Document Type


Publication Date



Although women of color experience high rates of harassment and assault, they have largely been left at the margins of the #MeToo movement, in terms of (1) the online conversation; (2) traditional social movement activity occurring offline; and (3) resulting legal activity. This article analyzes how race shapes experiences of harassment and how seemingly positive legal strides continue to fail women of color thirty years beyond Kimberlé Crenshaw’s initial framing of intersectionality theory. I discuss the weaknesses of the reform efforts and argue for more tailored strategies that take into account the ineffectiveness of our current Title VII framework, and more specifically, the continuing failure of the law to properly deal with intersectionality. This analysis and the resulting proposal will demonstrate how #MeToo can be leveraged as an opportunity to reshape law and our organizations in a way that better protects all women, and particularly women of color.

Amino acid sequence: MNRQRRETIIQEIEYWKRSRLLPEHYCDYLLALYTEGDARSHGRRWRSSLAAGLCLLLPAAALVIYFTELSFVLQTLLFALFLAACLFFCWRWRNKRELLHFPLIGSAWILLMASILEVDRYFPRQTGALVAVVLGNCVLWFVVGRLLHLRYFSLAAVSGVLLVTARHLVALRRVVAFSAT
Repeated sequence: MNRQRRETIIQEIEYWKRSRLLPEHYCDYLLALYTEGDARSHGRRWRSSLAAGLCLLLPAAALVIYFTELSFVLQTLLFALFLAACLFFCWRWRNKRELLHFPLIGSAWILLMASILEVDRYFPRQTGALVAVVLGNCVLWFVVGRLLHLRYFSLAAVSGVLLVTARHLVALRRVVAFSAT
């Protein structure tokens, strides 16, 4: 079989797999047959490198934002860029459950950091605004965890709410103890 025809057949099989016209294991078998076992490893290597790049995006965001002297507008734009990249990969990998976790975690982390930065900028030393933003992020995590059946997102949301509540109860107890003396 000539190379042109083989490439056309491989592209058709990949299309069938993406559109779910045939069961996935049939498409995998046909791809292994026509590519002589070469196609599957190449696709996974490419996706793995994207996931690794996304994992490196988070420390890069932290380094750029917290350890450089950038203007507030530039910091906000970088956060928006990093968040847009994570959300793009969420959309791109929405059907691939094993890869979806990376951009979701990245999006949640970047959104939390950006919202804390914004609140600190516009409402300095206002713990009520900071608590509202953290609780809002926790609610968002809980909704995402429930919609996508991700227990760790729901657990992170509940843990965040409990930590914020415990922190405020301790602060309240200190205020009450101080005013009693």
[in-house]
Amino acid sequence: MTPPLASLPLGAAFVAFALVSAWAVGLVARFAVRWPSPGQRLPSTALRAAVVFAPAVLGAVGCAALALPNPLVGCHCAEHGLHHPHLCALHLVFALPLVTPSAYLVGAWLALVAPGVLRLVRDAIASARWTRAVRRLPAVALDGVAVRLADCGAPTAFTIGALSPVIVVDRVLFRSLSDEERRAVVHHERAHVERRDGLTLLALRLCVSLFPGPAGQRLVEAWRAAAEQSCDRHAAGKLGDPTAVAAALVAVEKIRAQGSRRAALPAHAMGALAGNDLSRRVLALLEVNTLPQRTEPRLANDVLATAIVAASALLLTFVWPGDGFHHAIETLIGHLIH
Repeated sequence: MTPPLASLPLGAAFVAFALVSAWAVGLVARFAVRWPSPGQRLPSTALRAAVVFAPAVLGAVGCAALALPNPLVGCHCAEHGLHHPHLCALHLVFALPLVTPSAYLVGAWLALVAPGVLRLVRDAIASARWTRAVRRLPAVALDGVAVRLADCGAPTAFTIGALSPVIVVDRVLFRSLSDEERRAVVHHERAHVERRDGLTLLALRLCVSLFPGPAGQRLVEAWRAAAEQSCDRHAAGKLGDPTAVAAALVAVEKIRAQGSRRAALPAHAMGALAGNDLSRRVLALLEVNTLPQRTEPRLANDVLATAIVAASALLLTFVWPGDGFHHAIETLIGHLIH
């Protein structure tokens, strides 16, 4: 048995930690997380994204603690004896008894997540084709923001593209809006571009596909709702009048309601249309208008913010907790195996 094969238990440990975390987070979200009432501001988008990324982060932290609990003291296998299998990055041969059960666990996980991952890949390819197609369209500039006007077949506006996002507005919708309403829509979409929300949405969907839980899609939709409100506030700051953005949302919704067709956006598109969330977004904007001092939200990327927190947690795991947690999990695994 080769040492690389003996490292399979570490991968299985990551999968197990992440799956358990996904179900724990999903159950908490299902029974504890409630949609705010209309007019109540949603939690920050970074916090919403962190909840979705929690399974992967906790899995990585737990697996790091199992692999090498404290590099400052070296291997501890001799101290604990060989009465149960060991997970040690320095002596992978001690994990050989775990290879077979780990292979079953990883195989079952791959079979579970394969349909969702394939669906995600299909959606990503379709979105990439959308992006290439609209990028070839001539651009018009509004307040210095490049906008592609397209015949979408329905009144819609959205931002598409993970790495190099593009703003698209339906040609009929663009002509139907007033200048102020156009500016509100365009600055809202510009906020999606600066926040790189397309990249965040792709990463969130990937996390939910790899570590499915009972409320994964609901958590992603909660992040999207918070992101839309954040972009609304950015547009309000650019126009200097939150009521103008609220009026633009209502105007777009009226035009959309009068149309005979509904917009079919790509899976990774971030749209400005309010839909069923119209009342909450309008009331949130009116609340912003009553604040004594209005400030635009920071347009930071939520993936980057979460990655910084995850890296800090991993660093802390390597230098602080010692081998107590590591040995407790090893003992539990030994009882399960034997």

Publication Citation

Working paper for a conference "Global Resistance to Sexual Harassment/Violence" hosted by Berkeley Center on Comparative Equality and Anti-Discrimination Law on June 8, 2020.